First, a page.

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How do you hold your carving?

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I've used sandbags in making holloware. While I haven't seen one made out of deerskin like yours, leather sand or metal shot bags are also used in the autobody business. I just checked their website, and Harbor Freight has them for $7. (Cheap shotbag) I'm not sure how much like your sandbag that would handle, but it's certainly cheap, if somebody wanted to try out the idea. You can find larger ones, often round, with thicker leather, at a variety of autobody supply shops. The leather on those may be a little too heavy for smaller carving, but nice for supporting larger/heavier pieces, and I like them for supporting pitchbowls, for chasing work.

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I've used sandbags in making holloware. While I haven't seen one made out of deerskin like yours, leather sand or metal shot bags are also used in the autobody business. I just checked their website, and Harbor Freight has them for $7. (Cheap shotbag) I'm not sure how much like your sandbag that would handle, but it's certainly cheap, if somebody wanted to try out the idea. You can find larger ones, often round, with thicker leather, at a variety of autobody supply shops. The leather on those may be a little too heavy for smaller carving, but nice for supporting larger/heavier pieces, and I like them for supporting pitchbowls, for chasing work.

 

Sounds like it might work for larger stuff.

But I know it wouldn't work for things like the little inch-long carving I'm working on in the top photo.

I do know that some scrim artists use sandbags, but I've never seen a half-full one like mine. I'm thinking that I might have actually come up with something new as far a being able to adjust the firmness.

LJ

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Does the fuzzy side hold onto the work a little through friction? Is the smooth side have less friction hold?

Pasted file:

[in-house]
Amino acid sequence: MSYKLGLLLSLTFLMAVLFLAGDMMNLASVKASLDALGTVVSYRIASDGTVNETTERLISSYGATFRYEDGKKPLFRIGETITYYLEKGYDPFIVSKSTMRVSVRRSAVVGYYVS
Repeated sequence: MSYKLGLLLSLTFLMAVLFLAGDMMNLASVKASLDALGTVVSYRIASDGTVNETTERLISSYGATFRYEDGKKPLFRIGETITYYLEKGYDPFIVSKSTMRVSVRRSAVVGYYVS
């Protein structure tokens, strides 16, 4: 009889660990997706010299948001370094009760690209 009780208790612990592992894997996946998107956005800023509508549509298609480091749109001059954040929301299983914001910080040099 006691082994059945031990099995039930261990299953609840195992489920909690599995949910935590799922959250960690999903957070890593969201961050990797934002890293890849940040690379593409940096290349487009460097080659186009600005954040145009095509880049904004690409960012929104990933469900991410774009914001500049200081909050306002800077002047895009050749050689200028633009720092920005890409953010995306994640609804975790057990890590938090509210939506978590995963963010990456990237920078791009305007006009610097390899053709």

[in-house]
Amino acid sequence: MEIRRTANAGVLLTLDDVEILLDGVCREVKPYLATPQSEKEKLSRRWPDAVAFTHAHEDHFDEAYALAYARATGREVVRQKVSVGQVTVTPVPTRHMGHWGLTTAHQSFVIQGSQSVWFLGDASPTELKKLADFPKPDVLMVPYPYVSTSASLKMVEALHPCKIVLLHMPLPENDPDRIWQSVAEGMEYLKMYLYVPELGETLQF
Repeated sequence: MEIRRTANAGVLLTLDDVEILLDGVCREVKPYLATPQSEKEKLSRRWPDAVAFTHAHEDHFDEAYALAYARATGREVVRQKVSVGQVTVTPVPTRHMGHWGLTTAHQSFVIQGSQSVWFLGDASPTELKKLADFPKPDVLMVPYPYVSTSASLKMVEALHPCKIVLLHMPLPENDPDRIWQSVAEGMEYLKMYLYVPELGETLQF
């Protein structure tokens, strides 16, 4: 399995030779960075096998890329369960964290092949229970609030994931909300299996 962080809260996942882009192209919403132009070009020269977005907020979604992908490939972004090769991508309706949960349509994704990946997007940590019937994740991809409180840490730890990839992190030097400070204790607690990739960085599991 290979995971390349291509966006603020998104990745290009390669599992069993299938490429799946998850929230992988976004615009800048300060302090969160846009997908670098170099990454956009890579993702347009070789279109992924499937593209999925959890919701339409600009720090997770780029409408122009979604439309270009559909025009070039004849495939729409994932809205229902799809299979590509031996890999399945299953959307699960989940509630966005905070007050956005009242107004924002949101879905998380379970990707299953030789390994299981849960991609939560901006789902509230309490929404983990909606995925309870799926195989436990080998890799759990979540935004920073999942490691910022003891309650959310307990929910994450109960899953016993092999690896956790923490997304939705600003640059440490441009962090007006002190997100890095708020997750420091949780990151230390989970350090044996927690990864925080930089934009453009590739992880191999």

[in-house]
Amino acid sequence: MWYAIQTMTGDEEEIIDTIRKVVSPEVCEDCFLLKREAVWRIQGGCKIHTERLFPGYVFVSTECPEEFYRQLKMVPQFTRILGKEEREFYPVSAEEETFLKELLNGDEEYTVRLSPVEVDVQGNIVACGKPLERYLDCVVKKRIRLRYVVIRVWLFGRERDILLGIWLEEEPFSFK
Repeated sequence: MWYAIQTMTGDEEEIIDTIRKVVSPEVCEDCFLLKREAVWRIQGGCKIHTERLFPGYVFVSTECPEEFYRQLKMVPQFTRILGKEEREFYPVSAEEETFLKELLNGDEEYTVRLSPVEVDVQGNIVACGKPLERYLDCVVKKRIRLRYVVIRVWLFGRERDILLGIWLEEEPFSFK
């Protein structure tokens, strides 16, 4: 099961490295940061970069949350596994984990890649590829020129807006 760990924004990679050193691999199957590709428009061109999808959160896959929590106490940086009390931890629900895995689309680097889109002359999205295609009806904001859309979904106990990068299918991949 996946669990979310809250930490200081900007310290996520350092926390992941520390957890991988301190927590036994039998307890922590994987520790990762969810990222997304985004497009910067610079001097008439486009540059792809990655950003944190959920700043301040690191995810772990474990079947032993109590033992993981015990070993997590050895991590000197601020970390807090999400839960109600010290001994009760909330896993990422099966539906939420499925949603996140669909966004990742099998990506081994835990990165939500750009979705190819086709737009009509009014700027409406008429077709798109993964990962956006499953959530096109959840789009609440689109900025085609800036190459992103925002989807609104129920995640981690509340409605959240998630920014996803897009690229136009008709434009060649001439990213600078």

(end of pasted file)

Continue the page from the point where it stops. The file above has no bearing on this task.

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Does the fuzzy side hold onto the work a little through friction? Is the smooth side have less friction hold?

 

Yep! I don't really use the smooth side. I thought it might be useful when I made this, but the slight traction of the sueded side turned out to be perfect.

LJ

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I carve mostly holding the piece in one hand and the tool in the other hand.

But sometimes I want to support the carving. I tried a wooden block but the carving tends to slip.

Then I got a tip from a fellow carver. (TCP member Hako) Wich works very good for me.

 

Take a sink plunger and cut off the handle. Make a wooden (or anything hard) insert to fit inside it.

You can place the carving in the middle or on the side. The rubber prevents slipping or damaging the carving.

 

Some pictures to illustrate what I mean.

 

Ko

 

post-142-1215708244.jpgpost-142-1215708214.jpg

post-142-1215708184.jpg

post-142-1215708194.jpg

post-142-1215708206.jpg

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Hi Ko, it is nice to see you here.

 

That is very clever! Thank you for the illustrations. Do you use this all of the time now?

 

Janel

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Thanks Janel, I use it more and more. It's in front of me while carving and I use it when some force is needed.

I also use it when I am scraping or sanding as a support.

With fine detailng work I hold the carving in my hand.

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I've done a ton of different things in my life that involved hand work like carving and have only the last couple years been doing that. A lot of the previous work carried forward in technique and "McGyvering" things to suit what felt right and seemed to be called for along the way. I used to do graphic arts, you know, before the computer, and a drafting table, lazy susan and typical desktop outlay is where it all started and largely still happens. That graphic work turned into tattooing in later years and my old chiropractor can attest to what that profession can do to your skeleton working in and around the human form to apply your works, while it jumps, complains, sweats and even orgasms (you don't wanna know) beneath the needle and ink and BLOOD!